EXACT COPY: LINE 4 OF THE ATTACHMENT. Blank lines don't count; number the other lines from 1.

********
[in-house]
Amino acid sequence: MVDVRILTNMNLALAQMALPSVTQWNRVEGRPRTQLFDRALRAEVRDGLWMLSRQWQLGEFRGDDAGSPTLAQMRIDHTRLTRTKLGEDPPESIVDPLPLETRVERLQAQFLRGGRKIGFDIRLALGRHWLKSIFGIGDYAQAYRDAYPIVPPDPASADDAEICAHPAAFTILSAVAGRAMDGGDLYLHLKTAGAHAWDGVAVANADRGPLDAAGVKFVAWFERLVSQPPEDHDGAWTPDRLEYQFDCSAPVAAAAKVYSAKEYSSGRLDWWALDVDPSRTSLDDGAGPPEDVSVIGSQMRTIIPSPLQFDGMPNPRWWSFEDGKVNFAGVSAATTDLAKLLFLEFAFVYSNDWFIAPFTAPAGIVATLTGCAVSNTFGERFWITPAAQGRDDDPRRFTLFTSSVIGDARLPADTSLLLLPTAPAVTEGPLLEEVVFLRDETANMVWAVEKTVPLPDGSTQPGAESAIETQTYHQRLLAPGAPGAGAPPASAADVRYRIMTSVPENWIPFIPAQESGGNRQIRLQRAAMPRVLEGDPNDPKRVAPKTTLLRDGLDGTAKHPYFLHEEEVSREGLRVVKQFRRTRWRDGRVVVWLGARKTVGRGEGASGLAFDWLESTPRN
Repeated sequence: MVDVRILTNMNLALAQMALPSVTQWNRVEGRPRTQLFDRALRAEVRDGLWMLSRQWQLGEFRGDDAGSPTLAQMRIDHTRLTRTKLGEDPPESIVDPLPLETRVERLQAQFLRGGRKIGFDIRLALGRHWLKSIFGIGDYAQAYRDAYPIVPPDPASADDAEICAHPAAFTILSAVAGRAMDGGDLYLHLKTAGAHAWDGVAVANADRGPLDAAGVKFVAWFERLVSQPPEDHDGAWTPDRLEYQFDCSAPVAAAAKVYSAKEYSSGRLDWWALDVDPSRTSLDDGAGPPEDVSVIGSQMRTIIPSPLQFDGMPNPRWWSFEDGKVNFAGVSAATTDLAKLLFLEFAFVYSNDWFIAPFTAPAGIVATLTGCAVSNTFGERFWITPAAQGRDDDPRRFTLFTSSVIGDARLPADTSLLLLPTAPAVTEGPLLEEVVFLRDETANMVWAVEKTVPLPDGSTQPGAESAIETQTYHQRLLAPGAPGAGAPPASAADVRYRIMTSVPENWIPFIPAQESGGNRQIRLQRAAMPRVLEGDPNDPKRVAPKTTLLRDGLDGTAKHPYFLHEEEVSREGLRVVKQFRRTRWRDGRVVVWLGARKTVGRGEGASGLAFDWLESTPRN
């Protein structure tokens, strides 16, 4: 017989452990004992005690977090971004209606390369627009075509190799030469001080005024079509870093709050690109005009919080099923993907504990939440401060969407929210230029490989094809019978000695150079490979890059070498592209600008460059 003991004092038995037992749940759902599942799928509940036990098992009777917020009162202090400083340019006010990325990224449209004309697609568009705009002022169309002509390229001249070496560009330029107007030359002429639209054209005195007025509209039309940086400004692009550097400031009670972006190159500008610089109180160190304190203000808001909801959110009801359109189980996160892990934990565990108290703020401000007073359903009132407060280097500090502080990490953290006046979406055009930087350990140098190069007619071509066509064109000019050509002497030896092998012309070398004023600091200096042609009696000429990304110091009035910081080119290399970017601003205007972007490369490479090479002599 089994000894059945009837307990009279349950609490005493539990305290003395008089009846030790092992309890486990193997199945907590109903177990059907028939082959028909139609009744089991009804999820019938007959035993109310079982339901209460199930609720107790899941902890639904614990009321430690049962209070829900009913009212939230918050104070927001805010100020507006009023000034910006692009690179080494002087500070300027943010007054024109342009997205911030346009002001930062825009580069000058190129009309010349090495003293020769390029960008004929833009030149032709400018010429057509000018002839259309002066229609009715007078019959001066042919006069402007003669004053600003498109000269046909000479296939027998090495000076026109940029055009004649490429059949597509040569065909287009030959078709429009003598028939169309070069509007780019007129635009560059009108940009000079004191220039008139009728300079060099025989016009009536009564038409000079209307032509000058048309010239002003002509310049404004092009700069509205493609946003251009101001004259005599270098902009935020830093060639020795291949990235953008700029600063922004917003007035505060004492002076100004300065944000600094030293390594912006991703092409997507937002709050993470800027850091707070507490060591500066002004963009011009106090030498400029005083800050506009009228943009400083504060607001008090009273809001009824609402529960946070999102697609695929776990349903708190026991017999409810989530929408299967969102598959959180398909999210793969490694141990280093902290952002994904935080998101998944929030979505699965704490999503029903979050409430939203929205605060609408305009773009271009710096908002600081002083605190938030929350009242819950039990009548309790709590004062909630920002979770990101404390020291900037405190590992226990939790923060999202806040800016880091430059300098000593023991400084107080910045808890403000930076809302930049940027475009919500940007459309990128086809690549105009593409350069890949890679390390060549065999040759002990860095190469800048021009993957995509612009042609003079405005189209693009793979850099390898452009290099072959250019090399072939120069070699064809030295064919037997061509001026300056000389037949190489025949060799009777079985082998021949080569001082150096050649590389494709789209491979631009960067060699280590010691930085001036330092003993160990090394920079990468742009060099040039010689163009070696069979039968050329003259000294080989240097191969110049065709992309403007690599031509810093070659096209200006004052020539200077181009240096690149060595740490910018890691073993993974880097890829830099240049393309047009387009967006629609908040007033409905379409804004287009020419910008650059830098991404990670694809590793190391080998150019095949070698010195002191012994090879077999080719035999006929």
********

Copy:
């Protein structure tokens, strides 16, 4: 017989452990004992005690977090971004209606390369627009075509190799030469001080005024079509870093709050690109005009919080099923993907504990939440401060969407929210230029490989094809019978000695150079490979890059070498592209600008460059 003991004092038995037992749940759902599942799928509940036990098992009777917020009162202090400083340019006010990325990224449209004309697609568009705009002022169309002509390229001249070496560009330029107007030359002429639209054209005195007025509209039309940086400004692009550097400031009670972006190159500008610089109180160190304190203000808001909801959110009801359109189980996160892990934990565990108290703020401000007073359903009132407060280097500090502080990490953290006046979406055009930087350990140098190069007619071509066509064109000019050509002497030896092998012309070398004023600091200096042609009696000429990304110091009035910081080119290399970017601003205007972007490369490479090479002599 089994000894059945009837307990009279349950609490005493539990305290003395008089009846030790092992309890486990193997199945907590109903177990059907028939082959028909139609009744089991009804999820019938007959035993109310079982339901209460199930609720107790899941902890639904614990009321430690049962209070829900009913009212939230918050104070927001805010100020507006009023000034910006692009690179080494002087500070300027943010007054024109342009997205911030346009002001930062825009580069000058190129009309010349090495003293020769390029960008004929833009030149032709400018010429057509000018002839259309002066229609009715007078019959001066042919006069402007003669004053600003498109000269046909000479296939027998090495000076026109940029055009004649490429059949597509040569065909287009030959078709429009003598028939169309070069509007780019007129635009560059009108940009000079004191220039008139009728300079060099025989016009009536009564038409000079209307032509000058048309010239002003002509310049404004092009700069509205493609946003251009101001004259005599270098902009935020830093060639020795291949990235953008700029600063922004917003007035505060004492002076100004300065944000600094030293390594912006991703092409997507937002709050993470800027850091707070507490060591500066002004963009011009106090030498400029005083800050506009009228943009400083504060607001008090009273809001009824609402529960946070999102697609695929776990349903708190026991017999409810989530929408299967969102598959959180398909999210793969490694141990280093902290952002994904935080998101998944929030979505699965704490999503029903979050409430939203929205605060609408305009773009271009710096908002600081002083605190938030929350009242819950039990009548309790709590004062909630920002979770990101404390020291900037405190590992226990939790923060999202806040800016880091430059300098000593023991400084107080910045808890403000930076809302930049940027475009919500940007459309990128086809690549105009593409350069890949890679390390060549065999040759002990860095190469800048021009993957995509612009042609003079405005189209693009793979850099390898452009290099072959250019090399072939120069070699064809030295064919037997061509001026300056000389037949190489025949060799009777079985082998021949080569001082150096050649590389494709789209491979631009960067060699280590010691930085001036330092003993160990090394920079990468742009060099040039010689163009070696069979039968050329003259000294080989240097191969110049065709992309403007690599031509810093070659096209200006004052020539200077181009240096690149060595740490910018890691073993993974880097890829830099240049393309047009387009967006629609908040007033409905379409804004287009020419910008650059830098991404990670694809590793190391080998150019095949070698010195002191012994090879077999080719035999006929």